Table of Contents July 2012

July 2012

Cover story

New route

Gene Conti tries to get somewhere with moving the politics out of state transportation planning.
By Edward Martin

Politics had long been the rule of the roads in North Carolina, with a seat on the N.C. Board of Transportation one of patronage’s prize plums. Marc Basnight, for example, had used his as a springboard to a 27-year career in the state legislature, including 18 years as Senate president pro tempore. By the time he retired in 2011, U.S. 64 barreled across the coastal plain, a highway of almost interstate quality from Raleigh to his hometown of Manteo. What got built where often was based not so much on need as whom you knew and what strings they pulled.


Playing ball

Minor-league teams pitch new parks as a way for downtown development to hit a home run.
By Spencer Campbell and Erin Dunn
Durham’s success at its downtown ballpark has inspired copycats and wannabes. Greensboro and Winston-Salem have opened downtown ballparks, and the Charlotte Knights want one in the Queen City’s  “uptown.” Kalkhof, Habel and Durham Mayor Bill Bell recently met with Wilmington City Council members, who are considering a proposal from developers to construct a stadium and bring minor-league baseball there. All of these — save Greensboro’s — required or will require public funds to build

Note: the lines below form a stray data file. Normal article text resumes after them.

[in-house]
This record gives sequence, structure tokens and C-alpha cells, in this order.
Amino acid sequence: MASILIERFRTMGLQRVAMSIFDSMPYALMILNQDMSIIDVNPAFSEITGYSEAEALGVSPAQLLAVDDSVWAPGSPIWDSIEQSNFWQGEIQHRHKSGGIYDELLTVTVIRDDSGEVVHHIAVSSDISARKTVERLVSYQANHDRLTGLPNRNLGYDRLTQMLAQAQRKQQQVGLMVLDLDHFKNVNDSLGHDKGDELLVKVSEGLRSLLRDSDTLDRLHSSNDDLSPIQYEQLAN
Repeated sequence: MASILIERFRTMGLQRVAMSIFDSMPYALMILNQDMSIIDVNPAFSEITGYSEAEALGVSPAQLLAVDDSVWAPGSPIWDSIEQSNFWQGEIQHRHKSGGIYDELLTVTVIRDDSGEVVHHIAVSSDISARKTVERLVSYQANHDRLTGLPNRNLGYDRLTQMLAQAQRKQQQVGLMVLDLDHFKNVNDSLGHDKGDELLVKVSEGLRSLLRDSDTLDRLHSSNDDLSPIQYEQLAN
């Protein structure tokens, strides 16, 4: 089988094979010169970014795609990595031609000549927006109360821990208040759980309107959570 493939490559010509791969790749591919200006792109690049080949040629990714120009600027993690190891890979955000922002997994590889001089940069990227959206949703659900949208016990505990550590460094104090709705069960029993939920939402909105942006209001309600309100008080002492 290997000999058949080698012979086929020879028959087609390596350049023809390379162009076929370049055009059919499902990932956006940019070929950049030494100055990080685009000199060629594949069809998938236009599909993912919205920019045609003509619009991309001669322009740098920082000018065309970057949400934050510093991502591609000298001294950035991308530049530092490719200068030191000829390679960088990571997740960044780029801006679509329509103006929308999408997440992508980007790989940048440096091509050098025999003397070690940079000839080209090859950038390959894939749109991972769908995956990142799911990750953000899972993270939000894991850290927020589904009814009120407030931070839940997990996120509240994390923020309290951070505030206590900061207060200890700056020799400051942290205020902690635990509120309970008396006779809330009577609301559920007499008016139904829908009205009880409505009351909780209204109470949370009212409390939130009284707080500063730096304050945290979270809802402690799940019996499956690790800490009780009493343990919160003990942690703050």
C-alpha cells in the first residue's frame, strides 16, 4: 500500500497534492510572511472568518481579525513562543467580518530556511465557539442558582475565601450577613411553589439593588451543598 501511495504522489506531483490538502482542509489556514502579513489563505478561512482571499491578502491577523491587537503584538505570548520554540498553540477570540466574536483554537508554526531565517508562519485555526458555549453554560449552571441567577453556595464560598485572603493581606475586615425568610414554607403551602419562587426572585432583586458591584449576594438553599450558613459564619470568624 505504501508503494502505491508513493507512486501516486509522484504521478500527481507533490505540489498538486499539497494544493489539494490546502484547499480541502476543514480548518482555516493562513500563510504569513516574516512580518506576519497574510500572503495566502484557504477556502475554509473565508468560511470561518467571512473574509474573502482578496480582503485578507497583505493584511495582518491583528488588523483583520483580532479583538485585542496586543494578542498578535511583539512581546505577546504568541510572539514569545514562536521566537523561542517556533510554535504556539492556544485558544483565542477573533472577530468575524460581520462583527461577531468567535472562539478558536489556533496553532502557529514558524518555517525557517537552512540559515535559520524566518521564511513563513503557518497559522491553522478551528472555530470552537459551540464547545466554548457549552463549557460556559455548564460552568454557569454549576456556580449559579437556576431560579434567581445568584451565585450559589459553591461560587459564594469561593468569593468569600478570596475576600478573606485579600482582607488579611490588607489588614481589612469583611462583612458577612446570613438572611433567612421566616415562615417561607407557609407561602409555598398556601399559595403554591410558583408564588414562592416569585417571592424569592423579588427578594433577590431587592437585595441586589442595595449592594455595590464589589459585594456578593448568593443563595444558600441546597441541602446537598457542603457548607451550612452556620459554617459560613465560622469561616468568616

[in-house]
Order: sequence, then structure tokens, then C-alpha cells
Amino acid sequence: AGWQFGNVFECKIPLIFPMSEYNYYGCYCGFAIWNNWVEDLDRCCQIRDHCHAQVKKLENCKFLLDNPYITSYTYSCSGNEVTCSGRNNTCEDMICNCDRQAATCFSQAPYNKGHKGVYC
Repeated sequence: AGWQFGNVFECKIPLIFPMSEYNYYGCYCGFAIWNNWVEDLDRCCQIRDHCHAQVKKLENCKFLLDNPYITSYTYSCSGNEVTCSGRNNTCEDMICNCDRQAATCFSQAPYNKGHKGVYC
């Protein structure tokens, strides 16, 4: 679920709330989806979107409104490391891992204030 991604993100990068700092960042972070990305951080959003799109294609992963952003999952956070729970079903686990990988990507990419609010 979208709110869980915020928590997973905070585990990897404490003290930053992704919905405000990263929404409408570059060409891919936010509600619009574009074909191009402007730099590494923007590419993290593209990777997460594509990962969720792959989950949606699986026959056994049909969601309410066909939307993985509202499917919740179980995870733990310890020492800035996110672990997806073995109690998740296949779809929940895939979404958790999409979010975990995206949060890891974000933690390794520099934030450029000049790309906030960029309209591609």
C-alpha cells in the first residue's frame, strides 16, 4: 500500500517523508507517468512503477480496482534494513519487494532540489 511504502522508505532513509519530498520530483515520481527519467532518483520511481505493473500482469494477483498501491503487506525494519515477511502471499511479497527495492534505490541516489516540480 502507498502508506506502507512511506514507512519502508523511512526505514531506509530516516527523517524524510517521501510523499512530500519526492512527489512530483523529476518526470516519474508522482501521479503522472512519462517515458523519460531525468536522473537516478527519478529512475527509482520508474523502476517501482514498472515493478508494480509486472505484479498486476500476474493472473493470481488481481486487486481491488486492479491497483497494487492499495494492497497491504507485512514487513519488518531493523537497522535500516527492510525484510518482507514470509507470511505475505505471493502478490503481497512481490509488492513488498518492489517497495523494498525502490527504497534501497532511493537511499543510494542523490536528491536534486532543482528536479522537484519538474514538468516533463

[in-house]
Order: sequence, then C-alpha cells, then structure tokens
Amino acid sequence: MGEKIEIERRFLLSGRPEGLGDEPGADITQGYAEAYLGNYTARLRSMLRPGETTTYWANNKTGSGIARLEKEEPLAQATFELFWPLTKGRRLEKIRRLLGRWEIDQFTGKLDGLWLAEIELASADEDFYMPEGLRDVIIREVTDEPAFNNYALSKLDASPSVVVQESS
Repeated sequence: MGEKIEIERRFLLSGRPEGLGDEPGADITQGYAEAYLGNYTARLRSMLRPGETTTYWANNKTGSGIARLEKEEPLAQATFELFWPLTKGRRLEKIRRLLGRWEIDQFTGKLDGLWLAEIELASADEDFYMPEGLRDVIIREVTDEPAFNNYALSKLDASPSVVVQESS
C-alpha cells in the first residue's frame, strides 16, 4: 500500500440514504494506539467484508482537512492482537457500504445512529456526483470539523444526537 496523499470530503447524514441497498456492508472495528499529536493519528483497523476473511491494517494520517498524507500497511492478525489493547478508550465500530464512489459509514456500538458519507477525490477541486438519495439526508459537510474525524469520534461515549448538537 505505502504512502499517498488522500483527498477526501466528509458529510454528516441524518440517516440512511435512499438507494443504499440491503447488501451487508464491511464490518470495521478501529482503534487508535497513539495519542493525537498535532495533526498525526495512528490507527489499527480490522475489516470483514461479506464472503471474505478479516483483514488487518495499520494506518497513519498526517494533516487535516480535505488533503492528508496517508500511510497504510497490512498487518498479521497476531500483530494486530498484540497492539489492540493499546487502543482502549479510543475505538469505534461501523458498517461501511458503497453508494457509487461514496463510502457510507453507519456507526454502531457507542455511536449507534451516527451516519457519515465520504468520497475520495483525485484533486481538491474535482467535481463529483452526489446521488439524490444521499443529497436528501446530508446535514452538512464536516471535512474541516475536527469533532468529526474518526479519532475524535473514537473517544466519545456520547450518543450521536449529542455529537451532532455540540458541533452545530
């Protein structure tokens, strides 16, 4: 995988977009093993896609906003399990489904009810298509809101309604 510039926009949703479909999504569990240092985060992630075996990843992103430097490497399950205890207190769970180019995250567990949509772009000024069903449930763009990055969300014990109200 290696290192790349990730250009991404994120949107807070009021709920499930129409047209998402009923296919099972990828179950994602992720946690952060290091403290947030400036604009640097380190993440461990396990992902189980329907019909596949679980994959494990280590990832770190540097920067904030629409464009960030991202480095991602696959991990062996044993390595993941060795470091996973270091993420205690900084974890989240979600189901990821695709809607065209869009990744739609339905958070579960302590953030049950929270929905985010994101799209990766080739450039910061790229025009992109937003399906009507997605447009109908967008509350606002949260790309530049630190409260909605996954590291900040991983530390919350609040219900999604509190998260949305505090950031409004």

Photo Feature

Ink spot

The ink that's used to decorate almost every drink can made in the U.S. comes from Charlotte-based INX International Ink Co.
By Edward Martin, Photography by Mike Belleme

Once a day every day, what INX International Ink Co. makes in its Charlotte plant reaches everyone in the U.S. At least it works out that way on paper. Domestic consumers go through more than 100 billion aluminum cans a year — nearly one a day per person. Their colors come from this factory, the world’s largest producer of ink to decorate two-piece metal cans. Virtually all of it that is used in this country is made there.



Up Front
Finis print.

Readers write
Letters from Business North Carolina readers.

NC Trend
How the economy turns.

Fine Print
G.D. Gearino's final words.

Capital Goods
Legislators, whether the old Democratic regime or the new Republican majority, have been swayed by the arguments of corporate taxpayers.

Regional Report
Eastern Triangle Triad Charlotte Western

Special Advertising Sections and Publications

Buncombe County Round Table


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